Perhaps the CoP could be drawn a little more complex, like a matrix, a lattice, a ‘web’ with nodes, something that looks atomic, a nuclear project orbited by community electrons. If it looks atomic, the legitimacy of your visual metaphor might slip under, through, around the stingy bias of critical reason.
    William Blake, the English poet, called Newton’s Reason the “single vision”. The poet’s is a double-vision. As in seeing the universe in a grain of sand.

  3. I agree that the community of practice can undertake projects. In fact I would say that it is essential for the CoP to do things with outcomes, that the members decide on, otherwise they will be jeopardizing their longevity in an organisation. Here is an approach to getting your CoP systematically identifing projects and getting members to do them.
    I think I would call these ‘projects’ ‘tasks’ rather than project.
    I like what Bob is saying about the visual metaphor and my bullet looking shape for the community of practice is way off the mark. Networks, nodes, interactivity need to be conveyed.
    But I’m still unconvinced that the project is a subset of the CoP mainly because many organisations see themselves as delivering outcomes through major projects, programs, initiatives—call them what you will. In my mind the CoP needs to support this while serving to create a space for learning and connecting.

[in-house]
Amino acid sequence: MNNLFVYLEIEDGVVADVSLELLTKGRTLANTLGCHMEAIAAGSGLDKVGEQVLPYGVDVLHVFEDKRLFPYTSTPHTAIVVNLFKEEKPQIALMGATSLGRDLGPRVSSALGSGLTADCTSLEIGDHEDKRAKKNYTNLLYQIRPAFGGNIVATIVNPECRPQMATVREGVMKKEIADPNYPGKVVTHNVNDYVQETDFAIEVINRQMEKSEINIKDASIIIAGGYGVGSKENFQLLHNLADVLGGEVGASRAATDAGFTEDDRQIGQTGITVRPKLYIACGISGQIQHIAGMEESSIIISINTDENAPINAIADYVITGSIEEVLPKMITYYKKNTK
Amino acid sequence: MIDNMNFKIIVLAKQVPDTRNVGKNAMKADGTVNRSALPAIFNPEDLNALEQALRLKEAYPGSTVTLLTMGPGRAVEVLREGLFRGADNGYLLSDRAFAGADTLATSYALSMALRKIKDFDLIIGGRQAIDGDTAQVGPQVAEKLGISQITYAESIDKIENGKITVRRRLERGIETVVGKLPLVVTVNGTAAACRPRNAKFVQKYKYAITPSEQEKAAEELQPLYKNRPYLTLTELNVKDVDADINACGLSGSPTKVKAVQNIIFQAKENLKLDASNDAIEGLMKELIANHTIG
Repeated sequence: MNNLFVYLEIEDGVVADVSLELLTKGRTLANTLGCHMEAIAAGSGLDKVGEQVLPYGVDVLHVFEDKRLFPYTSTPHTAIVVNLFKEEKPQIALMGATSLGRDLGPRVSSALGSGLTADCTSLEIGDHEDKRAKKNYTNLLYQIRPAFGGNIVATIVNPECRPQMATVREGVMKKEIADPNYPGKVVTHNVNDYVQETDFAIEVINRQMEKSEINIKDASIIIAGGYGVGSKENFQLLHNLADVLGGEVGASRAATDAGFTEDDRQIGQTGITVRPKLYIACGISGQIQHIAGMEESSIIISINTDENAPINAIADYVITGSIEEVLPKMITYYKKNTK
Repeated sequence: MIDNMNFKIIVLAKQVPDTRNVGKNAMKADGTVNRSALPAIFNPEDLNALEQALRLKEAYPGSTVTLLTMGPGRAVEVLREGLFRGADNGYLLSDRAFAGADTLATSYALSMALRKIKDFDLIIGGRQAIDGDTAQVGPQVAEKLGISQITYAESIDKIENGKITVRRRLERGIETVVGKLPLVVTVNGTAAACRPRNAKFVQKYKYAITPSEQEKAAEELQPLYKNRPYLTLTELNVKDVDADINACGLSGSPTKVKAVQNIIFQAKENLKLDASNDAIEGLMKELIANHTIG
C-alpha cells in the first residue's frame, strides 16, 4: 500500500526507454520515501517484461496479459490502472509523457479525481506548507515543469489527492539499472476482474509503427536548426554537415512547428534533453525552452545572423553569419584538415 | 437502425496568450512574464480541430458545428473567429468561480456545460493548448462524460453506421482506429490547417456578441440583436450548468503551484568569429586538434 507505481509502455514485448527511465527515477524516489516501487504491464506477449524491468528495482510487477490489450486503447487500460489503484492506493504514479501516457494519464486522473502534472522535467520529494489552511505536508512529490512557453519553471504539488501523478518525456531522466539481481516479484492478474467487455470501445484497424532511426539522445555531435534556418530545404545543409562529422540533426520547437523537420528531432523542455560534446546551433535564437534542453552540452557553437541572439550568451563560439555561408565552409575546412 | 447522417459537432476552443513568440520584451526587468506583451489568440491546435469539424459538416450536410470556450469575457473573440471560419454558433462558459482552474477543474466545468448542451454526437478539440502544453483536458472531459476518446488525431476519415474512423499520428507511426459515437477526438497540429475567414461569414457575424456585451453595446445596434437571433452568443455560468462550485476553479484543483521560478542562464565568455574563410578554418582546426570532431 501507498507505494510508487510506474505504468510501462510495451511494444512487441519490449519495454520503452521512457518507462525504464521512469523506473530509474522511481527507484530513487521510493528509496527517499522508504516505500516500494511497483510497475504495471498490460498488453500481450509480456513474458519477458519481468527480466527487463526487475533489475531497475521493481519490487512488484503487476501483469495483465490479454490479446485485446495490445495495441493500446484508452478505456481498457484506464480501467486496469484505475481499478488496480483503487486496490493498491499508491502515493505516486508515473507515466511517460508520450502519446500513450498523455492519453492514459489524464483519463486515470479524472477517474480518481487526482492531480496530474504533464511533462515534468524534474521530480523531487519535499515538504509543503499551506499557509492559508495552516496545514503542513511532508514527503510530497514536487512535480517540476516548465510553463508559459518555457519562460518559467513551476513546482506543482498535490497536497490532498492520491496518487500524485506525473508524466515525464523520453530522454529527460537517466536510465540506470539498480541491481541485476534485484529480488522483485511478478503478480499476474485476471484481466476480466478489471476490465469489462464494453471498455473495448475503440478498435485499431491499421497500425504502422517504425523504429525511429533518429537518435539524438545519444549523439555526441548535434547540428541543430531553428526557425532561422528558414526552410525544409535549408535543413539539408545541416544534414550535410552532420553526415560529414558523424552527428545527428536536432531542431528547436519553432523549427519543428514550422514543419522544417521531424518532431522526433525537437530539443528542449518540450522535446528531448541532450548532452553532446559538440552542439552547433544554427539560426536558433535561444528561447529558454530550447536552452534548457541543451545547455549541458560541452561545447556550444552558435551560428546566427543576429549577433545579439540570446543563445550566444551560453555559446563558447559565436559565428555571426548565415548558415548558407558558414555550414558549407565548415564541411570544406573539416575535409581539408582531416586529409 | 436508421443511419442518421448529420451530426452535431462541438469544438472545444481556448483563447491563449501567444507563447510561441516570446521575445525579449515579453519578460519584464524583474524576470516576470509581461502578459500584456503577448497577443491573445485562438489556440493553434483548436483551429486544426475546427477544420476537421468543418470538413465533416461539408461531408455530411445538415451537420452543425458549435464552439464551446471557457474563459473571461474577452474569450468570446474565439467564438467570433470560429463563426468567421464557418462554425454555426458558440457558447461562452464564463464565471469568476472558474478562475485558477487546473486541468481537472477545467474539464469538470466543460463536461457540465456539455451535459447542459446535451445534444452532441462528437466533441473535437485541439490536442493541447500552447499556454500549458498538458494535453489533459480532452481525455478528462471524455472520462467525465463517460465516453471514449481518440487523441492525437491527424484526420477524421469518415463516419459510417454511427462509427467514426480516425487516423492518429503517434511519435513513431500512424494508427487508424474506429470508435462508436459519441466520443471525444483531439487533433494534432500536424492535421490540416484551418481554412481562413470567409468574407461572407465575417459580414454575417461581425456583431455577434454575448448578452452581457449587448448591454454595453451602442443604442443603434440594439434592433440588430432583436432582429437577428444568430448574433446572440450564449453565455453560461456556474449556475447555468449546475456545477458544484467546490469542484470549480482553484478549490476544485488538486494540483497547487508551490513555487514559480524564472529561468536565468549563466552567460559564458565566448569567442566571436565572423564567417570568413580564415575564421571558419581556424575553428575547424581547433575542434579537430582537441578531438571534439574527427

4. Mark says:

    Hmmm, all models are wrong…as a minimum I think you need to reverse the direction of the arrow ‘answers innovations’ to indicate that these are being provided by the community to support projects, rather than the other way around

  5. bob says:

    Best to be “unconvinced” as you are about the project as subset of CoP. Doing that drains prominence away from your main subject, which is projects, or a way to look at projects.
    For the present purpose, we don’t want to put the audience on stage and the performer in the cheap seats.
    You use the word “support”. I’m visualizing CoP as a vase supporting a bloom of project flowers. A vase envelopes but it ain’t the show. Just another image. Flowers draw nourishment from below, the support, the “flow” of ideas contained in the CoP. Output is scent and color. Outcome is an aesthetic, the beautification of a living space.
    Off to the florist!

  6. Matt Moore says:

    Well, you already know about my fish / water metaphor.
    How about: Trampolinist / trampoline? Bricks / mortar? Flower / soil? Fly / web? Church / crusade?
    A project is always goal-directed whereas a community just is.
    I would suggest that you might want to hit people with 4-5 metaphors & see what resonates.

  7. shireen says:

    arrow and cloud chart to establish a community of practice. so is right of this chart was first thought up by “Wenger”

  8. Shawn says:

    Hi Shireen, I’m unaware of whether Etienne Wenger has drawn a similar diagram.